Brexit (or Britscape)

Investors may be wringing their hands around the world over Britain's vote to leave the European Union but one of the market biggest bears stands by his upbeat call on the Brexit, saying it would be a bullish injection for global economic growth.

The stunning vote roiled markets, sending indexes plunging across the world. When asked why the markets and polls got it so wrong, Marc Faber, editor of the Gloom, Boom & Doom Report, told CNBC, "They were conducted or paid by the elite."

He told CNBC the Brexit is the best thing that could have happened, "It sends a clear message to a sick political elite and useless Brussels bureaucracy, which can't retard economic growth enough with complex laws and endless regulatory hurdles that the working people have had enough."

Faber stressed Britain leaving the EU would not be disastrous, saying that if Switzerland can operate in a "single" market and outside of the EU so can Britain. "Brexit is a victory of ordinary people, common sense and people who are prepared to take responsibility for the sake of freedom against a political and financial elite that only cares if stocks go up or down and does not care about the interests of the average British citizen." Said Faber, "We can only hope that more countries will opt out of the failed EU monster. I see only a good contagion.” Uncertainty will linger as other countries consider their options. Uncertainty always brings volatility, but it also brings opportunities.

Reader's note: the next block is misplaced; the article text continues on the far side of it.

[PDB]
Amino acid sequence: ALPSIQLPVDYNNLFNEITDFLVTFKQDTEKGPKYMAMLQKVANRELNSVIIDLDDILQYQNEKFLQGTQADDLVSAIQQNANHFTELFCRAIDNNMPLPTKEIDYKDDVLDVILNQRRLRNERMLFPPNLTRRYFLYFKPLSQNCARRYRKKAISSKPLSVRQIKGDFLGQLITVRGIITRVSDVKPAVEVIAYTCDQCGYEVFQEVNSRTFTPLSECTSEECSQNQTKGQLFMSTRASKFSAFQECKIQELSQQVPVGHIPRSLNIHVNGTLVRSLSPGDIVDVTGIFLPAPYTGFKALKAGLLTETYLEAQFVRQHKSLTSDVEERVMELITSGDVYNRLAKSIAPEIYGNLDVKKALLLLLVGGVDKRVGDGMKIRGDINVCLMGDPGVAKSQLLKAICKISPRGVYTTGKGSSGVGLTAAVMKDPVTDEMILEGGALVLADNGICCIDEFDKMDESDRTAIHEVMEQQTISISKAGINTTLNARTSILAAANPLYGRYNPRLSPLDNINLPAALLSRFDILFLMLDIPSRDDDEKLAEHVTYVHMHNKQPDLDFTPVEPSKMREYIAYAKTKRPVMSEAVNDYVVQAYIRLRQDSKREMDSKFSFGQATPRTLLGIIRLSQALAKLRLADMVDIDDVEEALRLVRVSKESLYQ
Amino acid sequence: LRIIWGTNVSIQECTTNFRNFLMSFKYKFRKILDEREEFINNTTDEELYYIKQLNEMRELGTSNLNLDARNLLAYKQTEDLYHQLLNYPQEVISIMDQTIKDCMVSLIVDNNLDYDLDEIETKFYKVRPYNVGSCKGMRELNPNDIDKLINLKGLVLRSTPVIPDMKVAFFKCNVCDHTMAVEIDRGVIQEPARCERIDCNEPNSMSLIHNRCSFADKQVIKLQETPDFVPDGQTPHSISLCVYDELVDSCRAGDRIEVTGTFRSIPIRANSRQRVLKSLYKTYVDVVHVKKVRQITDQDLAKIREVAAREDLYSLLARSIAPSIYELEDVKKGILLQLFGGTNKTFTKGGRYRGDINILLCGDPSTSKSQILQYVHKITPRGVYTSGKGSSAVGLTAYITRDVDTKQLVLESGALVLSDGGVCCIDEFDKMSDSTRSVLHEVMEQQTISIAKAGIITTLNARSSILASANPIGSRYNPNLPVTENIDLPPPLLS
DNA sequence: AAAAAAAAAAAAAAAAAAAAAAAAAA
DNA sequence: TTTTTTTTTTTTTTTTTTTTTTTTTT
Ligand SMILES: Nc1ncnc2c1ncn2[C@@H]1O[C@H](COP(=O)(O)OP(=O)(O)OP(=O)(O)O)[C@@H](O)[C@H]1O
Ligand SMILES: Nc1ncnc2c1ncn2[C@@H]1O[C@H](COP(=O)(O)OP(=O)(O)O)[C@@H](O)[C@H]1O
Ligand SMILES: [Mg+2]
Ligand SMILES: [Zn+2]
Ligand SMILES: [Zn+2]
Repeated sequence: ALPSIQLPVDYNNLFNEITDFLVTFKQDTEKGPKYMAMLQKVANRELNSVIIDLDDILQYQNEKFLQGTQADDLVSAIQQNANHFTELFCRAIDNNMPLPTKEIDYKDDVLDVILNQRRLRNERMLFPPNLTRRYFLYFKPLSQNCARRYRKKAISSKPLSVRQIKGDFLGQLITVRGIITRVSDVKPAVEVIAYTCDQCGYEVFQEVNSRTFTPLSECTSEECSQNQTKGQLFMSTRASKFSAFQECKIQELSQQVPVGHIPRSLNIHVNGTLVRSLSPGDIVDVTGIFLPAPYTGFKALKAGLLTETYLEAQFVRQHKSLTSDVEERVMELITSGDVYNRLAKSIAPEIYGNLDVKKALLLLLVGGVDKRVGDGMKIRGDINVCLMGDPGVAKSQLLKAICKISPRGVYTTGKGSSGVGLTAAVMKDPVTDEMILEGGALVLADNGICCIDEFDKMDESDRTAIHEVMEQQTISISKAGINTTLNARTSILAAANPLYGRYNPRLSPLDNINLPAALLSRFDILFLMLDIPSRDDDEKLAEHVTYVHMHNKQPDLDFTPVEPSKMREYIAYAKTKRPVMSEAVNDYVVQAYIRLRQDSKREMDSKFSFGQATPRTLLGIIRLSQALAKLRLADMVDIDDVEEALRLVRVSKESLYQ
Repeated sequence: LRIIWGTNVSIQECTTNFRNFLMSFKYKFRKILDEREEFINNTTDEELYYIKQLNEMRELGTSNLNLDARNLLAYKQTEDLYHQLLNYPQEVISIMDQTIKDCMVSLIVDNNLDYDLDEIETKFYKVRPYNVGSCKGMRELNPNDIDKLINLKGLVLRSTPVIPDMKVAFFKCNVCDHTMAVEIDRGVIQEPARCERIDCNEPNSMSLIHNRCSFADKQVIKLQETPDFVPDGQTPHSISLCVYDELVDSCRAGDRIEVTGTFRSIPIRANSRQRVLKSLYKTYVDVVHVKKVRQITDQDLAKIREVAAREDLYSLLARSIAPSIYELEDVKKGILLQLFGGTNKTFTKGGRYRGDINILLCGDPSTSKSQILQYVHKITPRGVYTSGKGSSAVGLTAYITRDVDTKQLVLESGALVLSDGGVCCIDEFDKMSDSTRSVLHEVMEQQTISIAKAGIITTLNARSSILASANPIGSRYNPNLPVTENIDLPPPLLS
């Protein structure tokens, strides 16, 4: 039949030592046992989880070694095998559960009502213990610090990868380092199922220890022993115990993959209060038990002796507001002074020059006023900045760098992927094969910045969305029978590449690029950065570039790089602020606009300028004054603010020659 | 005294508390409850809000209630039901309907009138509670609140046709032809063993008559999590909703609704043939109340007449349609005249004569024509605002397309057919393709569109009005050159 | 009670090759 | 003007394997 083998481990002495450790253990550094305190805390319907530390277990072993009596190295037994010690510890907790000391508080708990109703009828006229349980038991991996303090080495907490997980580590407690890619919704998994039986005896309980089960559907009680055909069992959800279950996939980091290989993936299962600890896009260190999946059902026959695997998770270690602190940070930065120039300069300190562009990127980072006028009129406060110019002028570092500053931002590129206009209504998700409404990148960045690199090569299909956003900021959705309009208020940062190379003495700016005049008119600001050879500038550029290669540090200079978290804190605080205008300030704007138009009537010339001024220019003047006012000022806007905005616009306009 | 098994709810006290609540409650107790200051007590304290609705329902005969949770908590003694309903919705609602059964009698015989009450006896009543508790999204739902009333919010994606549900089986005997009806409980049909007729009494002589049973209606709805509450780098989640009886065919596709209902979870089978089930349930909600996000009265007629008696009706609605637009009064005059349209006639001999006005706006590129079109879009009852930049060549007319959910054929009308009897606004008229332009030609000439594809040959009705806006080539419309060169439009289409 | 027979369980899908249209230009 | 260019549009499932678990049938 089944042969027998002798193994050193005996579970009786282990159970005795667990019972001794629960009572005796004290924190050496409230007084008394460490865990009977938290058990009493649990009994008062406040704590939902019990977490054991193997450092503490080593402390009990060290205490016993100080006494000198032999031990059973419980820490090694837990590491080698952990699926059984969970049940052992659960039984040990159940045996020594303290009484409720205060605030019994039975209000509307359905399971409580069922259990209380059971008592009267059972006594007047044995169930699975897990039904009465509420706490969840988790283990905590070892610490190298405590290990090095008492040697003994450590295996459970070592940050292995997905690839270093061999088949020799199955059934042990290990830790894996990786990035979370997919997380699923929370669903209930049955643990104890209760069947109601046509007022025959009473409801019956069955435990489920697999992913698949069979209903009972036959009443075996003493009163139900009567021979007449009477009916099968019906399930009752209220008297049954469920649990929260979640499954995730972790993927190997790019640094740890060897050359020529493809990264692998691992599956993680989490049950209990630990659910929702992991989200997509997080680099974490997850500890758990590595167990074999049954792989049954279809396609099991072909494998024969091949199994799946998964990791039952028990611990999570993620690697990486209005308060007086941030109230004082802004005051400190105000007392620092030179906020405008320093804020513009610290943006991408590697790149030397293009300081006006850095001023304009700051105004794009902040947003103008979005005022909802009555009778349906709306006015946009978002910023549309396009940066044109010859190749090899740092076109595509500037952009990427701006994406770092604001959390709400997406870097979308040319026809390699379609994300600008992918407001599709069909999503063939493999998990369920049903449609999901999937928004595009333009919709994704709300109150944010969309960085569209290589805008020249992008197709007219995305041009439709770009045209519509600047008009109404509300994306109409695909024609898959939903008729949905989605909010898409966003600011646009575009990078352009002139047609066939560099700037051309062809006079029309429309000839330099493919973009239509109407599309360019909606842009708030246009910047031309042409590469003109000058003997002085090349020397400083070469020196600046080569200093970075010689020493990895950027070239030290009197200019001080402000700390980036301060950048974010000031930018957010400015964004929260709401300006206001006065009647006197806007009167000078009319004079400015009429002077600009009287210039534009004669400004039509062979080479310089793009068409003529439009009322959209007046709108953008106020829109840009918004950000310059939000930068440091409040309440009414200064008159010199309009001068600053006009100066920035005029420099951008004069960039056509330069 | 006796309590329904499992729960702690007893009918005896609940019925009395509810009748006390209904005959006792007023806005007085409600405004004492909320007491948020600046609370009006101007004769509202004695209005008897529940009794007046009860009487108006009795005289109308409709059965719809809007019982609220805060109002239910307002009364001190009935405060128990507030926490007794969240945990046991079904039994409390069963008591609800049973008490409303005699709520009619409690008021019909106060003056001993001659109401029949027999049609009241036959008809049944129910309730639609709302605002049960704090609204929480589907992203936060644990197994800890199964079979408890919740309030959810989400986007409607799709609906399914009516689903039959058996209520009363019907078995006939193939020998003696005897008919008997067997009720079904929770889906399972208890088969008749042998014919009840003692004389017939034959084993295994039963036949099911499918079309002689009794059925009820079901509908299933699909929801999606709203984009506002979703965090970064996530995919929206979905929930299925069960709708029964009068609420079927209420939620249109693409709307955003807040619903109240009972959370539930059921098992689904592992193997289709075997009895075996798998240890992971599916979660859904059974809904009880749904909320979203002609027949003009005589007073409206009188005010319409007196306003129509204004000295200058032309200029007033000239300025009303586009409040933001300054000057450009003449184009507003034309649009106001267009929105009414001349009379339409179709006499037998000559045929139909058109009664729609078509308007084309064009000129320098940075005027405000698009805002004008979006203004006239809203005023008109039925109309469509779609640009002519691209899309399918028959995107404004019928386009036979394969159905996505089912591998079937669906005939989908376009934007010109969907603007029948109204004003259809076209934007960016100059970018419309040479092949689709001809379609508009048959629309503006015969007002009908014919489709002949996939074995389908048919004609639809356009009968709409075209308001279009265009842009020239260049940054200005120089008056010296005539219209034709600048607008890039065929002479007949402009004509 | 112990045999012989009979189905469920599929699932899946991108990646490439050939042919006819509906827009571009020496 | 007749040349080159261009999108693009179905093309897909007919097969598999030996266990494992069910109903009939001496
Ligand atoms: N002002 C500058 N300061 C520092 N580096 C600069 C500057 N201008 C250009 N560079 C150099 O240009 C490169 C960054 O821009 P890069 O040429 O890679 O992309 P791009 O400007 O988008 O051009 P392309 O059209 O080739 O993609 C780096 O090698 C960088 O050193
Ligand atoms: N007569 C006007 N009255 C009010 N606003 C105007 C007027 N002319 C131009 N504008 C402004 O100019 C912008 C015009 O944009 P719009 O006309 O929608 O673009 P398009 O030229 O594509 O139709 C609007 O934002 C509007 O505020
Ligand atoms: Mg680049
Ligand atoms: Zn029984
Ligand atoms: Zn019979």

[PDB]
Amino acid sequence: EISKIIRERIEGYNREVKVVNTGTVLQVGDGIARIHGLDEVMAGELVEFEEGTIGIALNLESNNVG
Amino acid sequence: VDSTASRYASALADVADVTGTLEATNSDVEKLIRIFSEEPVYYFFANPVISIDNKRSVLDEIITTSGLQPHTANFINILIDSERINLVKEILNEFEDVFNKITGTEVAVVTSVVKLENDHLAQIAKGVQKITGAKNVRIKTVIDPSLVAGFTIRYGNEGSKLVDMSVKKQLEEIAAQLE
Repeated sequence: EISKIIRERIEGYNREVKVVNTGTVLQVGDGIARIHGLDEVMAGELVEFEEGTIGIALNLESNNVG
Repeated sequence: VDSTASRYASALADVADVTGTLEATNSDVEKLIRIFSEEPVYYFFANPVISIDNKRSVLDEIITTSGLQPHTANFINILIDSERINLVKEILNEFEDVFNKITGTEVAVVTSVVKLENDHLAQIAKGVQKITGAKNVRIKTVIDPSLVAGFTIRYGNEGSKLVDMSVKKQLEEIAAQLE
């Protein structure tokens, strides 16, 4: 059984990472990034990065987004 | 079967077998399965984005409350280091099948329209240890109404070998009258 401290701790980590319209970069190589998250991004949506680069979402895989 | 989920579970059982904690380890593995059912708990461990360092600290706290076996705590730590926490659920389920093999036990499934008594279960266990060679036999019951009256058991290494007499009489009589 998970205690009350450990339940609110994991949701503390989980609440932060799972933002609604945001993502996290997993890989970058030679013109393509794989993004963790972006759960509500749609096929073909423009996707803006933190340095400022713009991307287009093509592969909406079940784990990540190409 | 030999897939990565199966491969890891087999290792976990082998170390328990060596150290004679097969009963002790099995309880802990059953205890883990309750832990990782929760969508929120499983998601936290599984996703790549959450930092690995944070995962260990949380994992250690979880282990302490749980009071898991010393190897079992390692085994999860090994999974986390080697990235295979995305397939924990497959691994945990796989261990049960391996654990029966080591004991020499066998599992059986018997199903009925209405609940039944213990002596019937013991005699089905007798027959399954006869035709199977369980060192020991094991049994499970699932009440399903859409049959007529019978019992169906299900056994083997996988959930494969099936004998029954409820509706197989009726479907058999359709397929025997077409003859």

There will be much speculation in coming days about the exact shape of Britain’s relationship with the E.U. Will the U.K. try to follow Norway, a member of the European Economic Area but not the E.U.? That would provide privileged, but not total, access to the single market, but the U.K. would still have to contribute to the E.U. budget and accept regulations drawn up in Brussels. Will it look to imitate Switzerland, which relies on individual agreements with E.U. members to gain partial access to the single market? That’s not the best result for Britain’s all-important finance sector, and Switzerland still accepts free movement of labor from other E.U. states.

Or Britain could look for inspiration to Canada, which has built a “comprehensive economic and trade agreement” with the E.U. that would provide the fullest possible (though still incomplete) access to the single market without having to send money to Brussels or offer open borders to E.U. workers. But European negotiators are unlikely to make it that easy. There are other possibilities, but they will all take time to hammer out. The E.U. will want this exit to take place quickly, however, this will most likely be a jog and not a sprint.

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